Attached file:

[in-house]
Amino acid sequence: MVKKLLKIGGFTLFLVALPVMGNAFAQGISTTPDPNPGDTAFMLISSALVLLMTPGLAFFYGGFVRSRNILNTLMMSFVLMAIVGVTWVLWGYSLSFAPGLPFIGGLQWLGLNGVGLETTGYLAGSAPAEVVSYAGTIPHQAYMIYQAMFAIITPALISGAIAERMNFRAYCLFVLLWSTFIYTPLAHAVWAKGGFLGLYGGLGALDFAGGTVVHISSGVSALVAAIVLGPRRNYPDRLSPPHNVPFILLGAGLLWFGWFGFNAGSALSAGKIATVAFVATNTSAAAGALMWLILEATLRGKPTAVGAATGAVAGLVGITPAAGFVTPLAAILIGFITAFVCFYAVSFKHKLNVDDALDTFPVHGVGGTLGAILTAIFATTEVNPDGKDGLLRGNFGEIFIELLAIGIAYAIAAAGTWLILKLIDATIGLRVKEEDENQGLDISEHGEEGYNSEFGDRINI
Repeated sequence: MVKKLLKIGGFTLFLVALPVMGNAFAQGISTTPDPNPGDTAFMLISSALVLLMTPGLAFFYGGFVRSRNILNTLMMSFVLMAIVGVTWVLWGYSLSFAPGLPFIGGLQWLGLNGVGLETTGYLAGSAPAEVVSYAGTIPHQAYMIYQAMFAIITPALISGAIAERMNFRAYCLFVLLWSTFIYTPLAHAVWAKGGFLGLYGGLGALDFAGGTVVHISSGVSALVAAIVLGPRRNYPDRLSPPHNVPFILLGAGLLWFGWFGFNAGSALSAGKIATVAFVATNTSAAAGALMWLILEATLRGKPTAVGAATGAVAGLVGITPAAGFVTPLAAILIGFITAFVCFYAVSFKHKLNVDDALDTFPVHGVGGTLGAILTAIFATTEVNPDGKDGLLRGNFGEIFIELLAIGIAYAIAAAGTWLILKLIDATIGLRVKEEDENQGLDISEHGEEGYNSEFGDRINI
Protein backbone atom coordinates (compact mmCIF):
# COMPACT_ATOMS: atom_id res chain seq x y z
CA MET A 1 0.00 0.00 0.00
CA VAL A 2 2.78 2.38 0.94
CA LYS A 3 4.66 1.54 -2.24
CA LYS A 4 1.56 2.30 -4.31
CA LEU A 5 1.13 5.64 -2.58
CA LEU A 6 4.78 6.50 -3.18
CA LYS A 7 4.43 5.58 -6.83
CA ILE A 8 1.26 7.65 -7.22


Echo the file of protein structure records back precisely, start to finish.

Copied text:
[in-house]
Amino acid sequence: MVKKLLKIGGFTLFLVALPVMGNAFAQGISTTPDPNPGDTAFMLISSALVLLMTPGLAFFYGGFVRSRNILNTLMMSFVLMAIVGVTWVLWGYSLSFAPGLPFIGGLQWLGLNGVGLETTGYLAGSAPAEVVSYAGTIPHQAYMIYQAMFAIITPALISGAIAERMNFRAYCLFVLLWSTFIYTPLAHAVWAKGGFLGLYGGLGALDFAGGTVVHISSGVSALVAAIVLGPRRNYPDRLSPPHNVPFILLGAGLLWFGWFGFNAGSALSAGKIATVAFVATNTSAAAGALMWLILEATLRGKPTAVGAATGAVAGLVGITPAAGFVTPLAAILIGFITAFVCFYAVSFKHKLNVDDALDTFPVHGVGGTLGAILTAIFATTEVNPDGKDGLLRGNFGEIFIELLAIGIAYAIAAAGTWLILKLIDATIGLRVKEEDENQGLDISEHGEEGYNSEFGDRINI
Repeated sequence: MVKKLLKIGGFTLFLVALPVMGNAFAQGISTTPDPNPGDTAFMLISSALVLLMTPGLAFFYGGFVRSRNILNTLMMSFVLMAIVGVTWVLWGYSLSFAPGLPFIGGLQWLGLNGVGLETTGYLAGSAPAEVVSYAGTIPHQAYMIYQAMFAIITPALISGAIAERMNFRAYCLFVLLWSTFIYTPLAHAVWAKGGFLGLYGGLGALDFAGGTVVHISSGVSALVAAIVLGPRRNYPDRLSPPHNVPFILLGAGLLWFGWFGFNAGSALSAGKIATVAFVATNTSAAAGALMWLILEATLRGKPTAVGAATGAVAGLVGITPAAGFVTPLAAILIGFITAFVCFYAVSFKHKLNVDDALDTFPVHGVGGTLGAILTAIFATTEVNPDGKDGLLRGNFGEIFIELLAIGIAYAIAAAGTWLILKLIDATIGLRVKEEDENQGLDISEHGEEGYNSEFGDRINI
Protein backbone atom coordinates (compact mmCIF):
# COMPACT_ATOMS: atom_id res chain seq x y z
CA MET A 1 0.00 0.00 0.00
CA VAL A 2 2.78 2.38 0.94
CA LYS A 3 4.66 1.54 -2.24
CA LYS A 4 1.56 2.30 -4.31
CA LEU A 5 1.13 5.64 -2.58
CA LEU A 6 4.78 6.50 -3.18
CA LYS A 7 4.43 5.58 -6.83
CA ILE A 8 1.26 7.65 -7.22